Introduction: Heavy Duty Bicycle Training Wheels
This summer we got a new bike for my son, it was the first time he was trying to ride one and he was hesitant and a little afraid to fall. I decided to install training wheels, the classic ones, but, they broke just after 2 minutes.
I was interested to build ones a little more robust. I started looking and I found urbanmx instructable http://media.nbcmontana.com/Quiet-training-wheel... I liked the robust and silent wheels but I decided to use even bigger ones.
The final outcome was very good, even a full size adult can use them without a problem and the design concept can be used on full size bicycles.
- Two 8” x 8” 3/32” thickness sheet metal plates
- Two cart 10" wheels: https://www.amazon.com/NK-Rubber-Tubeless-Utility...
- Two 3/4” diameter Steel rod, length: 500mm (20”)
- 6x U-Bolts with plates and nuts
- 4x 3/8" x 1 1/2" long hex bolts with washers
- 4x 5/8" hex nuts
- 12x 1/4" dome nuts (optional)
- Black paint
- Metal lathe
- Bench vise
- Hand grinder
- Bench Drill and/or Hand Drill
- Metal saw
- Drill bits: 3/8, 5/16, 1/4
Step 1: Modify the Steel Rod
The steel rod had to be machined to include some of features.
- 5/8 diameter, this feature will receive the wheel
- 5/8 thread
- Add a couple of flat sections, ** this step is optional
- Include a 3/8" x 1 1/2" slot ** This step is optional, a single 3/8" hole is also ok
- One 3/8" hole (do this later after you are sure there are no conflicts with the bicycle frame)
Step 2: Bend the Steel Rod
Use a heavy duty bench vise to bend each rod twice using a 1" diameter pipe.
Before bending add a couple of notches with a hand grinder to guide the bend at the desired spots.
The final angle is 90° between the horizontal and vertical sections.
Step 3: Map the Bicycle Frame
Use a 8"x8" rigid foam and hand drill a 3/8 diameter hole. Use this feature to install the rigid foam to the rear wheel shaft.
Next, use a pen and start mapping the bicycles frame.
Step 4: Map the Frame, Part 2
Include the individual frame segments and specific features
Step 5: Add the Fixing Hole Locations
Find the locations to install the U-Bolts and present the bended rod to find a good location
Step 6: Transfer the Design to the Steel Plates
Hand drill the rigid foam.
Locate the foam on top of one steel frame, align the bottom and left edges, then, transfer the holes locations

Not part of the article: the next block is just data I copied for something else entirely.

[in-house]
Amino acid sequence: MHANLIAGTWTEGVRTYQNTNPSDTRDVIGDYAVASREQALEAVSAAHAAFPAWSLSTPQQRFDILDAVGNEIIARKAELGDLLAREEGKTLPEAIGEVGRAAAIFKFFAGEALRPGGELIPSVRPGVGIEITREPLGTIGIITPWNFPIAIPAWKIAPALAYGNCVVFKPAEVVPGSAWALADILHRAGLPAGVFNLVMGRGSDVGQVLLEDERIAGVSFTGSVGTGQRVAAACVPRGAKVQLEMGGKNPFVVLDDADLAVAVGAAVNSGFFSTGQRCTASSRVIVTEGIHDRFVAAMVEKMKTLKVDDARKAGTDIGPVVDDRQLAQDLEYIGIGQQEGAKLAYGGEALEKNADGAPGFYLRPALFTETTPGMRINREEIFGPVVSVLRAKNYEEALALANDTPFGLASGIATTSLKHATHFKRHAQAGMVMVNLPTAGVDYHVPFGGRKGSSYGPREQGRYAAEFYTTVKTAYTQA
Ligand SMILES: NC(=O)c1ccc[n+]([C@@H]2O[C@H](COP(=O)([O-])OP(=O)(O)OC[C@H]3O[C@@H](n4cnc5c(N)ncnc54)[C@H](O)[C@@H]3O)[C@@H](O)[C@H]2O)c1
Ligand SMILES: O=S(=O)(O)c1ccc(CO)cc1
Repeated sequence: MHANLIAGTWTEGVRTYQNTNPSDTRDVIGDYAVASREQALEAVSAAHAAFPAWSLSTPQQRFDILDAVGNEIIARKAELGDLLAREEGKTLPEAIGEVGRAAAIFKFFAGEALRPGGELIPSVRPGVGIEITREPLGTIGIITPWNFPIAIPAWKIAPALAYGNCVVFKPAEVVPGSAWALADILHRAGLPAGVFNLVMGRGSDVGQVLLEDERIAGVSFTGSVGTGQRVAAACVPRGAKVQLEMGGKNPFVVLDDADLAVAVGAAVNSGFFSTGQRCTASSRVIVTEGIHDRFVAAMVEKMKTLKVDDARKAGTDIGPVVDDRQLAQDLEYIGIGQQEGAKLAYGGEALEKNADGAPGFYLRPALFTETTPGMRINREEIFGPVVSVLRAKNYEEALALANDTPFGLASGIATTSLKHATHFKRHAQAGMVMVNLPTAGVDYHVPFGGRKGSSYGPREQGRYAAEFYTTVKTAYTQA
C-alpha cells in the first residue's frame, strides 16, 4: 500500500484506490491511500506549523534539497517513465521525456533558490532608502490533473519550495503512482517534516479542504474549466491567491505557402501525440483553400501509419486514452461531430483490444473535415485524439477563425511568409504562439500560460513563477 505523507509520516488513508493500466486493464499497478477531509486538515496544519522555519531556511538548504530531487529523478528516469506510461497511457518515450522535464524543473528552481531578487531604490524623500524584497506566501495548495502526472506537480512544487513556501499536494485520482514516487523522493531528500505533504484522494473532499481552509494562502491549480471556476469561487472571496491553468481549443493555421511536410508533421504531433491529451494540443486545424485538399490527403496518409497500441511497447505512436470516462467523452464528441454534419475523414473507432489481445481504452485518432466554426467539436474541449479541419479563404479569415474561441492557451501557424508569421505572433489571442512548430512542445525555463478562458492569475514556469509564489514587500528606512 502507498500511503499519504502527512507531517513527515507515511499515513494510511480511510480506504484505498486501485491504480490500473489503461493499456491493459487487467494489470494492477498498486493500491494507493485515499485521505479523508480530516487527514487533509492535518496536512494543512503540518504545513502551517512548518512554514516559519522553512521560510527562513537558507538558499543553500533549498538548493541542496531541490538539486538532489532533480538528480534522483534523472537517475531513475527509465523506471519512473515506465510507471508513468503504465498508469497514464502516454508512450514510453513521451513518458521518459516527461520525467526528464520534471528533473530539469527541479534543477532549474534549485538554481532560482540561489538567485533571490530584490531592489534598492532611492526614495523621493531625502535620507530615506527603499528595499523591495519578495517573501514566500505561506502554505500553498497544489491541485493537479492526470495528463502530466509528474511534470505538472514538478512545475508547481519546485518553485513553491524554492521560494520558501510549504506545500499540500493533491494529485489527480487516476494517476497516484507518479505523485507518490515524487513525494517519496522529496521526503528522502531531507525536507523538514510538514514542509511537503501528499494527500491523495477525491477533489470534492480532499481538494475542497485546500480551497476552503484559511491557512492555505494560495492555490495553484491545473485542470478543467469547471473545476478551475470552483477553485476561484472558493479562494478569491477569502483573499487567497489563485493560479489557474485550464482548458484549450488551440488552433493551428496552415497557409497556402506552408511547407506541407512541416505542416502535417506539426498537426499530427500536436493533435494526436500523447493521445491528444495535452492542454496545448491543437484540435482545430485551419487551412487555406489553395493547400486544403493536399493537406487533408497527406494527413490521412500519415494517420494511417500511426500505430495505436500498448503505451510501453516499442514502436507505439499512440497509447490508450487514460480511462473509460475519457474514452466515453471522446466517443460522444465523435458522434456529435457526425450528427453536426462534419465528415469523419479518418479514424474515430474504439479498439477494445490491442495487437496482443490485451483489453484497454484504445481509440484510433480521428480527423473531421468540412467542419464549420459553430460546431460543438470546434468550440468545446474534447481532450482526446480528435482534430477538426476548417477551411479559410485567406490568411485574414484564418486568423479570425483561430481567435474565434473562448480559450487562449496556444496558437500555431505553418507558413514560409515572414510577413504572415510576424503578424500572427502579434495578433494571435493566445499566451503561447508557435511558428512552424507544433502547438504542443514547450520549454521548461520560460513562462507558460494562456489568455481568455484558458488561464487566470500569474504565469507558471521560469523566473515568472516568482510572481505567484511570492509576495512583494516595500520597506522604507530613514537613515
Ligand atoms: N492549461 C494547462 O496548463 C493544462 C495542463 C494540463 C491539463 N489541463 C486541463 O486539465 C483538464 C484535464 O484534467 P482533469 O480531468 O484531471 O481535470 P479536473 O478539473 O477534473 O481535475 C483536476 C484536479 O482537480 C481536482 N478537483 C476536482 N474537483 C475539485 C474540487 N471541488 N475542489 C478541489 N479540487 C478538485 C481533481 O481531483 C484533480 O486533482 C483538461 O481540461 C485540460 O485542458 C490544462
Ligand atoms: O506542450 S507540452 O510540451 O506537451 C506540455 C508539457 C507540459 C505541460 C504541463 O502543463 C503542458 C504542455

After hand drilling the holes please take the rigid foam and try to install it on the bicycle, use all the u-Bolts and bolts, this could eliminate a future headache if there are holes out of position.
Step 7: Drill the Holes on Both Steel Plates
Align and drill both steel plates at the same time.
Each u-bolt will have 2 holes. On the steel plate, the bottom one must have the u-Bolt diameter, but, the other one could be a little bit bigger to absorb any assembly tolerances.
Step 8: Cut the Steel Plates
I used a regular metal saw to slowly cut the steel plates to its final size and to add a big chamfer as that part is not necessary.
Step 9: File the Parts
With a regular file I removed all the sharp edges
Step 10: Paint the Steel Plates
Just clean the surface and paint with an acceptable color depending on the original bicycle color.
Step 11: Assemble the Components
Now I started the assembly.
And, there was a pending hole on the plates, the upper hole for the round rod. I decided to do it last to make sure everything was located and aligned fine at the end, with this single hole I blocked any possible slip between the rod and the steel plate after repeated bicycle rides.
Step 12: Tightening Everything
The u-bolts I got were larger to ease the assembly, and at the end I just cutted the extra length, leaving just enough space to later install dome cap nuts.
Step 13: Testing
Testing was very good, I just added a second 5/8" nut for each wheel to block any nut movement.
Step 14: One Happy Kid
And now lets keep riding with confidence. The final user approved the result with constant rides in the park.
Participated in the